Georgia Highlands College

TOUR > The Wetlands

Wetlands Boardwalk

Welcome to the wet and wild tour

A twenty acre tract between Georgia Highlands College and the Floyd County Industrial Park has been set aside as a protected natural wetland ecosystem in effort to preserve valuable biodiversity, improve water quality through natural means, and encourage public interest and education in environmental science (continues, right).



Through cooperative efforts among public and private agencies, a 1200-foot boardwalk, including two observation platforms, has been built through previously inaccessible willow swampland. There's much more about the wetlands below, so please click "continue".


Welcome

Designed and built by Georgia Highlands College plant operations personnel and funded from various public and private sources, the boardwalk was dedicated in 1996. Since then, student groups of all ages have participated in field trips, water quality studies, and species inventory.

The boardwalk also provides an extension to the popular recreational perimeter trail around Georgia Highlands College's Paris Lake, available to the public. We invite you to stroll among the wonders of wetness and discover the bounty of wildlife secluded within.

But what are wetlands? To find out, read the column on the right.

What are wetlands?

Wetlands are basically wet lands fed from two main water sources, surface water and ground water. Often thought of as wastelands, wetlands are important to us in many ways:

Wetlands keep our environment in balance by providing habitat for many species of wildlife, including most of Georgia's threatened and endangered species.
Wetland plant life filters and captures sedimentary particles, thereby purifying and enhancing water quality.
Wetlands are the most productive ecosystem in Georgia, producing about three times the biomass of any terrestrial ecosystem. (Click "continue" for more.)


What is unique about the preserve?

It has several distinct habitats adjacent to each other and easily accessible for study.

It sets aside and protects about twenty undisturbed wetland acres, allowing natural growth and change without interference from the adjoining industrial park on one side and college campus on the other.

It is supported by several government agencies at local, state, and federal levels as well as private industry and educational institutions, thus demonstrating a successful coalition for education in wetland ecology.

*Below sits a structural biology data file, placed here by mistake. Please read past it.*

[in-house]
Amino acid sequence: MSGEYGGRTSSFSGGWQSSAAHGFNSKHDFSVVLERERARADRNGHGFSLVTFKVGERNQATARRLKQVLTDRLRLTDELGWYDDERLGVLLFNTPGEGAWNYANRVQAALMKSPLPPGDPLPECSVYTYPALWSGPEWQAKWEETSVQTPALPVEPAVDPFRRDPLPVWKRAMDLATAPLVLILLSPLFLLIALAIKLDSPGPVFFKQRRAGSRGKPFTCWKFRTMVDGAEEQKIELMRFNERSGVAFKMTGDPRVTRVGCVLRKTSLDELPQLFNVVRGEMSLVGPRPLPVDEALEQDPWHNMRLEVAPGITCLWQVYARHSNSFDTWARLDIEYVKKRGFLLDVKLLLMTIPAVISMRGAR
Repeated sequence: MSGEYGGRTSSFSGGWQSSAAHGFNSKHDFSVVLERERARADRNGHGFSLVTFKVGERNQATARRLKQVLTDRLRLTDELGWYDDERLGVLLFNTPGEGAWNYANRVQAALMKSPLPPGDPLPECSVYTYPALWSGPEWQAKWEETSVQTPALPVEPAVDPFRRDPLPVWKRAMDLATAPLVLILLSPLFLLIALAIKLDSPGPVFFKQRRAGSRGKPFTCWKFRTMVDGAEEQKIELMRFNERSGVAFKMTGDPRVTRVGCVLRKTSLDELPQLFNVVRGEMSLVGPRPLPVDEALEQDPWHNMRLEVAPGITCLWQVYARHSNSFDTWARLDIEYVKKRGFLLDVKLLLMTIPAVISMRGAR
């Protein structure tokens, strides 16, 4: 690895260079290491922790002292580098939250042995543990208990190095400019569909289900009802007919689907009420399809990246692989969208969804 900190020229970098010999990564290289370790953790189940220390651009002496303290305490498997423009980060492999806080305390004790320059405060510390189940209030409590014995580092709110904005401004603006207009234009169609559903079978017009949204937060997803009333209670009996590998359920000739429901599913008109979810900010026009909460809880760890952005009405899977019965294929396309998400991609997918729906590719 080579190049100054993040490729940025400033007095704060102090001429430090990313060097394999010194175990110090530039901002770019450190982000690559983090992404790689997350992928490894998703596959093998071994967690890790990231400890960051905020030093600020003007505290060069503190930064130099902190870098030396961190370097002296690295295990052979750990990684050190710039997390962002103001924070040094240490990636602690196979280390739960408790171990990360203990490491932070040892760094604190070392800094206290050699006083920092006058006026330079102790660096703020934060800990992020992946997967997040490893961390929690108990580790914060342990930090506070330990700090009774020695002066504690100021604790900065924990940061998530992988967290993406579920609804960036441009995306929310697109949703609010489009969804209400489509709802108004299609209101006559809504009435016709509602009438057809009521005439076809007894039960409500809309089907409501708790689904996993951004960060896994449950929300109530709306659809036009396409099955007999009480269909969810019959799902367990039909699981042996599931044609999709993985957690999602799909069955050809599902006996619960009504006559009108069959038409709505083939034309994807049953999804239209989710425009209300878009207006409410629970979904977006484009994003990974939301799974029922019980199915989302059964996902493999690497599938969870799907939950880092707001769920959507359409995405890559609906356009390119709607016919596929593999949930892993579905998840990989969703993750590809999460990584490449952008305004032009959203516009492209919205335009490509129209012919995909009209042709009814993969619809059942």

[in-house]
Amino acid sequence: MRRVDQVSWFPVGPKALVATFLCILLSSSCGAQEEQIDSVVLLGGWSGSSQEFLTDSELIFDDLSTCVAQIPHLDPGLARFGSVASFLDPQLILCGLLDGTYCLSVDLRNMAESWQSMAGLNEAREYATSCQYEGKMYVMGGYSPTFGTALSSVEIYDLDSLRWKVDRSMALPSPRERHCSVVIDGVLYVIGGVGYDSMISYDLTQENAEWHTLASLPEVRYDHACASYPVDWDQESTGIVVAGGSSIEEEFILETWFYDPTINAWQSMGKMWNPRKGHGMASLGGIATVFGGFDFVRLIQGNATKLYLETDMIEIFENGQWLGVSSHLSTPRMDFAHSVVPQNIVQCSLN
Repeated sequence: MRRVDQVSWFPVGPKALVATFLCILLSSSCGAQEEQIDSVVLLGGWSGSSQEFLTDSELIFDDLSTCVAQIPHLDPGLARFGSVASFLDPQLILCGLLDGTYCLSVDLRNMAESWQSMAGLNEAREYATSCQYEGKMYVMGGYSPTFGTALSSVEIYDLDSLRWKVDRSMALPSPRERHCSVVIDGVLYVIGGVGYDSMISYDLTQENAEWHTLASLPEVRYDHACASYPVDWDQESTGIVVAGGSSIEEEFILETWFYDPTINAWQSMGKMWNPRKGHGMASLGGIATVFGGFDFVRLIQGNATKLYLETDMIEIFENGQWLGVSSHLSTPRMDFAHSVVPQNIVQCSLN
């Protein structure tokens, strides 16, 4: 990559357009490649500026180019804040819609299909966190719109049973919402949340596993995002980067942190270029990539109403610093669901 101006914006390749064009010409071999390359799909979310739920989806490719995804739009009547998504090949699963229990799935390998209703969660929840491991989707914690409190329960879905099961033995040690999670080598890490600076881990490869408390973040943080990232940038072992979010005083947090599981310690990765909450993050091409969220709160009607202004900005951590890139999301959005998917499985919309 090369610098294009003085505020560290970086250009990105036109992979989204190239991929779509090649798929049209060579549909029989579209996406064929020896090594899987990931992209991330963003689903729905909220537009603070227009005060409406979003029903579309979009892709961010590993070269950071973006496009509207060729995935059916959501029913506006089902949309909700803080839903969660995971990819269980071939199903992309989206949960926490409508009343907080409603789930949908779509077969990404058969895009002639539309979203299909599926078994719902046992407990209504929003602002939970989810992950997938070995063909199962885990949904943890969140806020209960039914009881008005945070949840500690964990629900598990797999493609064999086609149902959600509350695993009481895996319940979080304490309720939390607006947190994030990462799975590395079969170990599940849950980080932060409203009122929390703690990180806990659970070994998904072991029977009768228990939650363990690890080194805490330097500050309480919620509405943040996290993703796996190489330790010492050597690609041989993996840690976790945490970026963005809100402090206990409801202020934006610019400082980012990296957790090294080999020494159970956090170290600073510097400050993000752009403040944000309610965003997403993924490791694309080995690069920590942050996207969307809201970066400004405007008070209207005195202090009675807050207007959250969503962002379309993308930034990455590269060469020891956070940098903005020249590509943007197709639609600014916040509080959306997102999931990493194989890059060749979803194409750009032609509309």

What is the preserve for? To find out, read the column on the right.

What is the purpose of the preserve?

To bring together private, local, state and federal assets to educate the general public on the importance of wetlands as an environmental resource

To allow organized student access and study of the delicate ecosystem to foster better public understanding of environmental science.

To allow public access for education and enjoyment

Wetlands Bus


What Habitats can you see?

Open meadow
Upland forest
Willow swamp (Palustrine shrub-scrub)
Beaver-modified cattail marsh
Deepwater stream habitat


Without a boat or waders, you would get wet if you went into a wetlands area. The Georgia Highlands College Wetland has a raised 1200 foot boardwalk so you can go deep into the wetlands and stay dry.

Wetlands Soup

Or you can take a virtual tour... Read the column on the right to find out how.

Take the virtual wetlands tour

Along the real boardwalk there are 12 viewing areas from which you can see features of particular interest.

You can take a "virtual" tour of the wetlands from the cyberswamp site, and view some of what you'd see if you were on each of the 12 viewing areas along the real boardwalk, by using the TOUR menu.

To begin your virtual wetlands tour, first click "TOP" to go back to the top of this page, and then click the word "swampmap" on the dark green TOUR menu on the right. The swampmap shows where the boardwalk goes.




© 2014 Georgia Highlands College